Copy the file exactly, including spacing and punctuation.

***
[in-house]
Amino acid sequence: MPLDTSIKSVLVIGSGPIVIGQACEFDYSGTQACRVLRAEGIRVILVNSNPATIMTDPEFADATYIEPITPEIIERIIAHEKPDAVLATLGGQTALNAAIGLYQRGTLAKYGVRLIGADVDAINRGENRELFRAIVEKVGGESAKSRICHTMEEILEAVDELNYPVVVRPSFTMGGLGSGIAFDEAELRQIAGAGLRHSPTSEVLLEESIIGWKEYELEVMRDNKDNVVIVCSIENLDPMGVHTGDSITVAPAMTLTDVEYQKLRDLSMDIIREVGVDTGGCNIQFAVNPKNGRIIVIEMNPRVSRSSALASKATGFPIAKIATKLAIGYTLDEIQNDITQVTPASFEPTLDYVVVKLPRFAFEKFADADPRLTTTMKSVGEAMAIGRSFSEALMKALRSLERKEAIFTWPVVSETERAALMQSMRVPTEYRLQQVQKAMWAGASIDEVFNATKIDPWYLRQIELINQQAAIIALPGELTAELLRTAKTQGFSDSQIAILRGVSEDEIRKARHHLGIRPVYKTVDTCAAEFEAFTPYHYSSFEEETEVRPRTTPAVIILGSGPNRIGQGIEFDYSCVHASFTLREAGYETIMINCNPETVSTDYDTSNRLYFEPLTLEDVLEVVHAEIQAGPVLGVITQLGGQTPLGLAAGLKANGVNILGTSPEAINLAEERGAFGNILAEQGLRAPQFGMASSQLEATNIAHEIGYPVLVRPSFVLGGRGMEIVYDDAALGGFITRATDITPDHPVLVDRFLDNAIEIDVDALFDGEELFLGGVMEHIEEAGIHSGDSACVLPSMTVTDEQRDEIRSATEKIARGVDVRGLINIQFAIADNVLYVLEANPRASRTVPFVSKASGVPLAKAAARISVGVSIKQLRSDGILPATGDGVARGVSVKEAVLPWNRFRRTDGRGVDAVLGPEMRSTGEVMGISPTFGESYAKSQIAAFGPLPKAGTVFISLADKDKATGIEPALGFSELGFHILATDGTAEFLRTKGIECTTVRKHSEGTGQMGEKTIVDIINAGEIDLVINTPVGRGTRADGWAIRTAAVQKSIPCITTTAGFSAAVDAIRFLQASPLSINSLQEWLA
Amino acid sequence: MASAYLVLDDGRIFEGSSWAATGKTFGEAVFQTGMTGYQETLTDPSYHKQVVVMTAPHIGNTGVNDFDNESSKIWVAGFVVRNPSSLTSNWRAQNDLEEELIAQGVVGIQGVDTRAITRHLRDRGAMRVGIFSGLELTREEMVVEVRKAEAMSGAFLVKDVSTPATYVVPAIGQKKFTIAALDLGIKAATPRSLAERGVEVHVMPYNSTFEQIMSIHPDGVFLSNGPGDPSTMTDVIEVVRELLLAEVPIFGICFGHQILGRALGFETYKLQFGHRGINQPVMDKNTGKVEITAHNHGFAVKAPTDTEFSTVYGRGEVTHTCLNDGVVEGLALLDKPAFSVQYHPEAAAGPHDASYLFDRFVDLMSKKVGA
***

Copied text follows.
[in-house]
Amino acid sequence: MPLDTSIKSVLVIGSGPIVIGQACEFDYSGTQACRVLRAEGIRVILVNSNPATIMTDPEFADATYIEPITPEIIERIIAHEKPDAVLATLGGQTALNAAIGLYQRGTLAKYGVRLIGADVDAINRGENRELFRAIVEKVGGESAKSRICHTMEEILEAVDELNYPVVVRPSFTMGGLGSGIAFDEAELRQIAGAGLRHSPTSEVLLEESIIGWKEYELEVMRDNKDNVVIVCSIENLDPMGVHTGDSITVAPAMTLTDVEYQKLRDLSMDIIREVGVDTGGCNIQFAVNPKNGRIIVIEMNPRVSRSSALASKATGFPIAKIATKLAIGYTLDEIQNDITQVTPASFEPTLDYVVVKLPRFAFEKFADADPRLTTTMKSVGEAMAIGRSFSEALMKALRSLERKEAIFTWPVVSETERAALMQSMRVPTEYRLQQVQKAMWAGASIDEVFNATKIDPWYLRQIELINQQAAIIALPGELTAELLRTAKTQGFSDSQIAILRGVSEDEIRKARHHLGIRPVYKTVDTCAAEFEAFTPYHYSSFEEETEVRPRTTPAVIILGSGPNRIGQGIEFDYSCVHASFTLREAGYETIMINCNPETVSTDYDTSNRLYFEPLTLEDVLEVVHAEIQAGPVLGVITQLGGQTPLGLAAGLKANGVNILGTSPEAINLAEERGAFGNILAEQGLRAPQFGMASSQLEATNIAHEIGYPVLVRPSFVLGGRGMEIVYDDAALGGFITRATDITPDHPVLVDRFLDNAIEIDVDALFDGEELFLGGVMEHIEEAGIHSGDSACVLPSMTVTDEQRDEIRSATEKIARGVDVRGLINIQFAIADNVLYVLEANPRASRTVPFVSKASGVPLAKAAARISVGVSIKQLRSDGILPATGDGVARGVSVKEAVLPWNRFRRTDGRGVDAVLGPEMRSTGEVMGISPTFGESYAKSQIAAFGPLPKAGTVFISLADKDKATGIEPALGFSELGFHILATDGTAEFLRTKGIECTTVRKHSEGTGQMGEKTIVDIINAGEIDLVINTPVGRGTRADGWAIRTAAVQKSIPCITTTAGFSAAVDAIRFLQASPLSINSLQEWLA
Amino acid sequence: MASAYLVLDDGRIFEGSSWAATGKTFGEAVFQTGMTGYQETLTDPSYHKQVVVMTAPHIGNTGVNDFDNESSKIWVAGFVVRNPSSLTSNWRAQNDLEEELIAQGVVGIQGVDTRAITRHLRDRGAMRVGIFSGLELTREEMVVEVRKAEAMSGAFLVKDVSTPATYVVPAIGQKKFTIAALDLGIKAATPRSLAERGVEVHVMPYNSTFEQIMSIHPDGVFLSNGPGDPSTMTDVIEVVRELLLAEVPIFGICFGHQILGRALGFETYKLQFGHRGINQPVMDKNTGKVEITAHNHGFAVKAPTDTEFSTVYGRGEVTHTCLNDGVVEGLALLDKPAFSVQYHPEAAAGPHDASYLFDRFVDLMSKKVGA